Tuesday, 25 January 2011

Bulletstorm Demo: First Impressions

So today, the Bulletstorm demo came out. I was reminded of this by my girlfriend. She is indeed a fine example of a woman. I've just downloaded it and gave it the once over, and I want to share my thoughts.

It's excellent. It's basically Gears of War, with a camera shift and a sense of humour. I welcome both of these features, as I prefer first-person view, and I always thought Gears was a little cumbersome and poe-faced when it came to the absurdity it was showing you on screen.

Just like Gears, I think it's also going to take a bit of getting used to. I found the leash interesting and instantly understandable. Other mechanics and layouts initially tripped me up though. Things like the run and the kick being assigned to face buttons instead of stick clicks are trivial however, and just require a bit of practise.

The main gripe I had is the lack of options I found when dispatching enemies. This is of course a demo, and so I'm fully aware it could be nothing like the finished game, and I really hope not. Maybe it was my lack of imagination, but I found the number of ways I was dispatching enemies to be a little restricted. Again, I'm going to put it down to needing practise and looking at the way I play FPS, but I hope Epic put in enough variation to constantly make me go 'WOAH!'

It's hard to explain, but this makes me feel like Little Big Planet makes me feel. It's not that it makes me feel stupid, just slightly less creative than I'd like to think I am. We all think we're creative, and capable of great works of art, even if you're chosen canvas is a wall covered in rusted spikes, and you're brush a Carbine Assault Rife. It's not that I feel stupid when I play, just a little bewildered when faced with possibilities. Towards the end of my playthrough this was subsiding though, and I was slowly learning just what to look for, and just what to do.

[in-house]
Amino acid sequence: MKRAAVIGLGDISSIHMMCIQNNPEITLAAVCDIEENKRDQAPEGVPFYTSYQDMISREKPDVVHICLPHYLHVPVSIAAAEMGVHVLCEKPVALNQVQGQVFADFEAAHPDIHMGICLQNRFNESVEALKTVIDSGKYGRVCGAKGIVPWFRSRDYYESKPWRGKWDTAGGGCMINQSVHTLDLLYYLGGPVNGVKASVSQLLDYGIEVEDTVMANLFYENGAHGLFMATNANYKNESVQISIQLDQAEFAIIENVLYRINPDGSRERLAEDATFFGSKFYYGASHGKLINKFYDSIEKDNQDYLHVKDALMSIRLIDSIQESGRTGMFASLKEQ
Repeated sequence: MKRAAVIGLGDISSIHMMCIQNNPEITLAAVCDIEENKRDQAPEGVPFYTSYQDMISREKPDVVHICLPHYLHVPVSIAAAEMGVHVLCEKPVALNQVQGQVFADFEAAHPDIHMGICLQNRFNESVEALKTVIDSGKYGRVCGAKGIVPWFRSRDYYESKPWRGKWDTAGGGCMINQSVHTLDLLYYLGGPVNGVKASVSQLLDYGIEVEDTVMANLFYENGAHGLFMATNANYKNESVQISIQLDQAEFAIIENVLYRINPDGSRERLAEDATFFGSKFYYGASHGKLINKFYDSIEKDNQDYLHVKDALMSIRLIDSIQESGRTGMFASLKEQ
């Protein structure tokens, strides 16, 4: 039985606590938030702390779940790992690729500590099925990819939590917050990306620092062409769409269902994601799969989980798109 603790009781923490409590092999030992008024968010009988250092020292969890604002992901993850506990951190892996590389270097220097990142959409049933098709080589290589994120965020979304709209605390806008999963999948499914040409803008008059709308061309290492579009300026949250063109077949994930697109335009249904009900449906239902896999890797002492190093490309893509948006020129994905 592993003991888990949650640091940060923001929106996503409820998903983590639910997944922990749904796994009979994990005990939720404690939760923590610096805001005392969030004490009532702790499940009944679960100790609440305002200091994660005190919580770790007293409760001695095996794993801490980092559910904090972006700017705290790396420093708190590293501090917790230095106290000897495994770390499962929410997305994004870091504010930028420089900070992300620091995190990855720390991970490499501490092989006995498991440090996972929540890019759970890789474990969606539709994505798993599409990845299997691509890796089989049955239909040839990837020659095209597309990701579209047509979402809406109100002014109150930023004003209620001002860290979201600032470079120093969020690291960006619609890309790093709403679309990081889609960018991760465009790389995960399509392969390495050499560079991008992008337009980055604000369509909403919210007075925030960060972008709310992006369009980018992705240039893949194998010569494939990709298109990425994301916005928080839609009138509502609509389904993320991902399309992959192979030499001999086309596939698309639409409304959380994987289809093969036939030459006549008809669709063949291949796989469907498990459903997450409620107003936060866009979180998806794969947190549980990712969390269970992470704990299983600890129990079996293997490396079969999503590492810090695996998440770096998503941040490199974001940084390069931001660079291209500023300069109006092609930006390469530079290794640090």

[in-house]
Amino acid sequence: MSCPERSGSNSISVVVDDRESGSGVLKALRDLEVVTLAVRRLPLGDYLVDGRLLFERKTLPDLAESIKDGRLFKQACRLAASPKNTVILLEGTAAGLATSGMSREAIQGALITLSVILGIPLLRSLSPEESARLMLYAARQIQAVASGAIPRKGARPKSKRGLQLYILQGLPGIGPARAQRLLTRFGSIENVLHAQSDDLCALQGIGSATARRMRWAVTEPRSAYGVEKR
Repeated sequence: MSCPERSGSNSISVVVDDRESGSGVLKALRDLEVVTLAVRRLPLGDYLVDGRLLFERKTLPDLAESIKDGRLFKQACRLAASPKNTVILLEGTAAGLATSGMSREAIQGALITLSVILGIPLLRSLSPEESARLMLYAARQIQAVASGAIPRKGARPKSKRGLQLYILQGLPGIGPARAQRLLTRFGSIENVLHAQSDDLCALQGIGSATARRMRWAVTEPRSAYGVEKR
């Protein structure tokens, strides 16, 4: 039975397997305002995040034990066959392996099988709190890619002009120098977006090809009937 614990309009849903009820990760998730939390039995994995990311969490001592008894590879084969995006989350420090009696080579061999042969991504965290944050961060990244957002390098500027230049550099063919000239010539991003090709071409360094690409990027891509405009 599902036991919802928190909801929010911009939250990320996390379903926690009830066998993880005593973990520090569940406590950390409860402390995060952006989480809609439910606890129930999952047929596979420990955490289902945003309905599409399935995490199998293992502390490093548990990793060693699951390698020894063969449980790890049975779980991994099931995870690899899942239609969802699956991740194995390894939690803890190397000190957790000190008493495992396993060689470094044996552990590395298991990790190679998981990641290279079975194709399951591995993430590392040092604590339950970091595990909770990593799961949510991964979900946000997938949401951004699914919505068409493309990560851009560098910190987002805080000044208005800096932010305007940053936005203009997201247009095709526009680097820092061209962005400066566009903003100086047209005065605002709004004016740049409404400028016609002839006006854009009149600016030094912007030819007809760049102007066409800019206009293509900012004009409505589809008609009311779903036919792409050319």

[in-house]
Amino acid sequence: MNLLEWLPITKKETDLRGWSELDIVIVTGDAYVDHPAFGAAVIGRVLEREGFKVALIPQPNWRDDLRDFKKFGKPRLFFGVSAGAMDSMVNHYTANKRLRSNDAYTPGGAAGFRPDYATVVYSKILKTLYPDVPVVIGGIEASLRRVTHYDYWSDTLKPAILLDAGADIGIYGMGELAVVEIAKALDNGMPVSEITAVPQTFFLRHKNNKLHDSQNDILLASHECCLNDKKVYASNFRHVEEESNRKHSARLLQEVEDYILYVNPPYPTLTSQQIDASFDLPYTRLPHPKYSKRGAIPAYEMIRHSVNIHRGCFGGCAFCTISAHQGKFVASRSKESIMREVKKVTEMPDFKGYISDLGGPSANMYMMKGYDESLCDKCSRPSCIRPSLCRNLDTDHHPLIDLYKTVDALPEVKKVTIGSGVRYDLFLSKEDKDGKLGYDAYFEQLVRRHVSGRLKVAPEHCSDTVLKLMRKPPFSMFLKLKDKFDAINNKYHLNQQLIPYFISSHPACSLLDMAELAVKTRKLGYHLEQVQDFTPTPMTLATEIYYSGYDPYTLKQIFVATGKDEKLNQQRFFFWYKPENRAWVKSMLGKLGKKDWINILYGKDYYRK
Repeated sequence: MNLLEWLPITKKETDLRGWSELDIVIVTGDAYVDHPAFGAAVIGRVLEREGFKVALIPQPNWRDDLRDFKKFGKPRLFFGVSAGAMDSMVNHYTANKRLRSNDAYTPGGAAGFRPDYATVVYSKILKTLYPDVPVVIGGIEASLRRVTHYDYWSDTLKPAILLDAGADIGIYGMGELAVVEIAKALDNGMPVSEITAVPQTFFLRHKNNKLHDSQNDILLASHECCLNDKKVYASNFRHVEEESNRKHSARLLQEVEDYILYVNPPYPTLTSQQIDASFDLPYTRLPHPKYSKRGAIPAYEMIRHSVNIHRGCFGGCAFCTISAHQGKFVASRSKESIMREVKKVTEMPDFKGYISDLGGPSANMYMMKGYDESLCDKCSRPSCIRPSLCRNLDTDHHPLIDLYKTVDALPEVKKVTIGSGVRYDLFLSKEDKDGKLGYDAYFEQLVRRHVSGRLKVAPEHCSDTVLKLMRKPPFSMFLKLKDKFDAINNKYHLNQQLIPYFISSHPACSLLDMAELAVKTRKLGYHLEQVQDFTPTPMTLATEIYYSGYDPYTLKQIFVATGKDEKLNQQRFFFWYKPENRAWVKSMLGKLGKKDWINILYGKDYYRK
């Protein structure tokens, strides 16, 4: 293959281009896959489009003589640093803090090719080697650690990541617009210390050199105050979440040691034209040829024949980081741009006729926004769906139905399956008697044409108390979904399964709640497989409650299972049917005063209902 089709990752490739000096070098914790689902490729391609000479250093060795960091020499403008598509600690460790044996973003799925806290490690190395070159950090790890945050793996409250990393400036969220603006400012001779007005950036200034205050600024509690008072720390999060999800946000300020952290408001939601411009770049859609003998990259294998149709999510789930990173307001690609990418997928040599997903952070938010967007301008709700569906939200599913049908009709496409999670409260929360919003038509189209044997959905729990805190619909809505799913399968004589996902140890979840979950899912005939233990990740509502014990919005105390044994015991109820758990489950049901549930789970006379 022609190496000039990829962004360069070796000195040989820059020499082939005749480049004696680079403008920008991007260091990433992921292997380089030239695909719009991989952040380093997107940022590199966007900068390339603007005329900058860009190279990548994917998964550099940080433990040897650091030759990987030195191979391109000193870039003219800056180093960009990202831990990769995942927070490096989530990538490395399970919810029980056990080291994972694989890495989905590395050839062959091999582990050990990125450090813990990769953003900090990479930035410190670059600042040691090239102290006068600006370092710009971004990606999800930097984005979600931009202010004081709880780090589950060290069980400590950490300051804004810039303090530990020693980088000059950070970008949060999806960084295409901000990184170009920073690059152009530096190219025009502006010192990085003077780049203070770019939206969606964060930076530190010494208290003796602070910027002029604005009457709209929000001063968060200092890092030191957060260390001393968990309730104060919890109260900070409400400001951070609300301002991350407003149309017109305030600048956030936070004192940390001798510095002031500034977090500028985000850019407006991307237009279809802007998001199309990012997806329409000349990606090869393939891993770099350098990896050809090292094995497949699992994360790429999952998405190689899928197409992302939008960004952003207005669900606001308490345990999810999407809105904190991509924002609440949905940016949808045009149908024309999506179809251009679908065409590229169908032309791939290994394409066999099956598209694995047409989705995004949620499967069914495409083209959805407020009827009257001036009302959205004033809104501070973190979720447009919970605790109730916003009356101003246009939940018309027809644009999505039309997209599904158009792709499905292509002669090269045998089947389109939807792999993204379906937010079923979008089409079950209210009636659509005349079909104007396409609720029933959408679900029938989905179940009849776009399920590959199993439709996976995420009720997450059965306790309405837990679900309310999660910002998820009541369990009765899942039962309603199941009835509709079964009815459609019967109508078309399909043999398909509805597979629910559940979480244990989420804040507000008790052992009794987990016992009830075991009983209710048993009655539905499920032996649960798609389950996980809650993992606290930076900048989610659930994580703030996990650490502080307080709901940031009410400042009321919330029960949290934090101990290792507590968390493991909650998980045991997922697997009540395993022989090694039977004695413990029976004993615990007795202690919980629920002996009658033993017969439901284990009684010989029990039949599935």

So yeah, it really did feel like I was playing something a little different. If the game maintains it's brilliant post-modern tone, and provides enough variety and weapon selections, I can see this game being something quite special.

With this and Duke Nukem on the cards in the next few months, could this be the year the shooter goes post-modern, and at the same time, gets even better?

Monday, 17 January 2011

Un-Marvel-Ous vs CrapCom

I couldn't resist the title.

So today, after getting a final answer from Capcom, it seems that Europe will NOT be getting the Marvel vs Capcom 3: Fate of Two Worlds Special Edition. In it's infinite wisdom, Capcom has decided to release this edition in the US only. It looks something like this:

When I asked Capcom if we were getting it or not, we got this response:

Now personally, I feel this is a very shitty deal. It seems a no-brainer and obvious money-spinner that Capcom could of produced this, and given the ardent fanboys following this, it would of been an easy product to sell. In fact, surely this is one of the big games in which a Special Edition would flourish?!?! Fighting Games Fanatics are a special and committed breed, the kind of dudes who don't think twice about dropping £100 on an arcade stick controller. It seems logical that this crowd would go crazy for the luxury package.

I'd also like to point out that due to some awesome digging work by our very own Kermit1986, it seems like the 2 major tangible things in the edition will still be available to UK consumers. The steelbook and the comic will still be available, but you'll have to order 2 copies of the game, as they're pre-order rewards from different companies.